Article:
How to use Supabase on your local development machine.
Supabase is a flexible platform that lets you decide how you want to build your projects. You can use the Dashboard directly to get up and running quickly, or use a proper local setup. We suggest you work locally and deploy your changes to a linked project on the Supabase Platform.
Doing things directly on the platform via the Dashboard is fine when you're getting started, but it's a good idea to move to a proper local workflow before you get too far. Working locally, generating migrations as you change your tables, and applying those migrations to a linked project on the Platform keeps everything nicely organized as you grow.
Why develop locally?#
The Dashboard provides a wide range of features for setting up your project: creating tables, adding columns, changing existing columns, creating views, setting up RLS policies, and more. Given all of the Dashboard's capabilities, you might question the need to work locally. Here's a few advantages to working this way:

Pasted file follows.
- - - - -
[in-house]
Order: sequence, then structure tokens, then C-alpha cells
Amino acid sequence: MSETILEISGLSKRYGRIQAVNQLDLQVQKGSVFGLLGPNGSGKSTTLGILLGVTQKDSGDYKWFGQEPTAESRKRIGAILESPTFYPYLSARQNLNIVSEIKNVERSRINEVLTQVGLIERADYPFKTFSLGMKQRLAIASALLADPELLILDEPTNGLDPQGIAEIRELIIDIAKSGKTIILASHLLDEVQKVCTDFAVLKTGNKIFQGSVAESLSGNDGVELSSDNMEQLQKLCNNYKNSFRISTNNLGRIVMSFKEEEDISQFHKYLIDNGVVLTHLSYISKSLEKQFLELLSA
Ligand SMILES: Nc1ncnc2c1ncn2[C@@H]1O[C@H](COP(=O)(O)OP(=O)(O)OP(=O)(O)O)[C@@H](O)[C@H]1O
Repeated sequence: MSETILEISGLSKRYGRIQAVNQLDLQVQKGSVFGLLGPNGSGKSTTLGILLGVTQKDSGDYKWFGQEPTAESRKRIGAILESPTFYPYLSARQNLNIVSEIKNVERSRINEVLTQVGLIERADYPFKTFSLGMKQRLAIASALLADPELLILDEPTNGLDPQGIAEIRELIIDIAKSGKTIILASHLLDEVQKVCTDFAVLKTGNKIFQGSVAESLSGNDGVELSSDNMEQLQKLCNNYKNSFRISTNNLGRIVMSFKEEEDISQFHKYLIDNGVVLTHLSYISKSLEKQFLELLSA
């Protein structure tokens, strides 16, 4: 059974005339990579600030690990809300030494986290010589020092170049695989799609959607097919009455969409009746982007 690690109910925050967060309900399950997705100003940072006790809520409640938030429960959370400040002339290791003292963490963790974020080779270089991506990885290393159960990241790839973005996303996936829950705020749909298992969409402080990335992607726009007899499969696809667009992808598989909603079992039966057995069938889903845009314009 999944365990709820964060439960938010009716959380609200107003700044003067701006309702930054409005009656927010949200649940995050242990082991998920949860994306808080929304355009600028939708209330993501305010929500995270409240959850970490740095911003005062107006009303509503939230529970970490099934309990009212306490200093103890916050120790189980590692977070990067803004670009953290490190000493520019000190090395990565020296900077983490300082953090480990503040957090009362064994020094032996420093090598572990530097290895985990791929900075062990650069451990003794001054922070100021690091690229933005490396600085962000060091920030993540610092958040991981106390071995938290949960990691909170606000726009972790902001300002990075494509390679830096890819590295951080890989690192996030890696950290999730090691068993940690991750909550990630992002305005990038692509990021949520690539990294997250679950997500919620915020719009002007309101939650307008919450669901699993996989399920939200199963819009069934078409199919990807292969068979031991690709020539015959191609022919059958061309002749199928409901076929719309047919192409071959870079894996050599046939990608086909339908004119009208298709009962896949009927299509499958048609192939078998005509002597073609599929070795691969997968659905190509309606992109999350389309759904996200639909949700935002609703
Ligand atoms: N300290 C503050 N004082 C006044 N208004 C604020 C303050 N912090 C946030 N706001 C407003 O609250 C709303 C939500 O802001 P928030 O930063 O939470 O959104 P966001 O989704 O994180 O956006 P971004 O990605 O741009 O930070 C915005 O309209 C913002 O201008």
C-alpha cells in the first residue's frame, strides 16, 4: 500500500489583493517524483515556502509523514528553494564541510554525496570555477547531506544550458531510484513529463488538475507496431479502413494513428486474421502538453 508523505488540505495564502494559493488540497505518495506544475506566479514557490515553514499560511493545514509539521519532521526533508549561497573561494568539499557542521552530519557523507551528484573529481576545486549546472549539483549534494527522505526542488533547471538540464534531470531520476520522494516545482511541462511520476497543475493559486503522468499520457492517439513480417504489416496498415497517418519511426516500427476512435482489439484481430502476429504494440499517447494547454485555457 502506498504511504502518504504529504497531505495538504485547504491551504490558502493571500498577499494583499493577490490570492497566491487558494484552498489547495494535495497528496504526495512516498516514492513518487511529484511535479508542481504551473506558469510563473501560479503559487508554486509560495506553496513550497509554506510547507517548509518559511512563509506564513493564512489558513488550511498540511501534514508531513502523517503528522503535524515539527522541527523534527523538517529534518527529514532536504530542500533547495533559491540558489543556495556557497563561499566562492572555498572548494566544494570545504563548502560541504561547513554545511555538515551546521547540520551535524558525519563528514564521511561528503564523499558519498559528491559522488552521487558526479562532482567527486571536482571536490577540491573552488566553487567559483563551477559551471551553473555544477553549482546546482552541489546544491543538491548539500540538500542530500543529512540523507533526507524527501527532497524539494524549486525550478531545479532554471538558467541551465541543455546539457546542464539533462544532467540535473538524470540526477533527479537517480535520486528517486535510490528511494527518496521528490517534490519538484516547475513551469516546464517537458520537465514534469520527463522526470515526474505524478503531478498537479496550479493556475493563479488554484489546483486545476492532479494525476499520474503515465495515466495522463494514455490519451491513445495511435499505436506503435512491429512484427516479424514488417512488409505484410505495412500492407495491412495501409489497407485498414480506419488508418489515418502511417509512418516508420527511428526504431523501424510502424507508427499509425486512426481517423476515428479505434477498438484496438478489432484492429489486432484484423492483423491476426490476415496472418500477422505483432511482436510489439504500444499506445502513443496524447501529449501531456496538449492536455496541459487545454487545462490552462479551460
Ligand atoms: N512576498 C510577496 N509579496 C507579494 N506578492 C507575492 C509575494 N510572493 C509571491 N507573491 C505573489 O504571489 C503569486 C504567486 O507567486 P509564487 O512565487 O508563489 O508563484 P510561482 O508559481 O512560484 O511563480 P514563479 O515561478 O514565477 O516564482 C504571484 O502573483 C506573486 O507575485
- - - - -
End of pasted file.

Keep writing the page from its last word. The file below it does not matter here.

Faster Development: Developing locally allows you to work without any network latency or internet disruptions.
Easier Collaboration: Developing locally can make it easier to collaborate with others on the same project.
Cost-Effective: Supabase provides a generous free plan and gives you two free projects to get started. But what if you need more than two? When you develop locally, you can spin up unlimited local projects and link them with live projects when you're ready to launch.
Configuration in code: If you directly change your tables via the Dashboard, none of that gets captured in code. If you follow these local development practices, you'll store all of your table schemas in code.
Work offline: Need to work from a train? A plane? An automobile? No problem. Developing your project locally allows you to work offline.
Log in to the Supabase CLI#
If you installed the Supabase CLI via NPM, you will need to run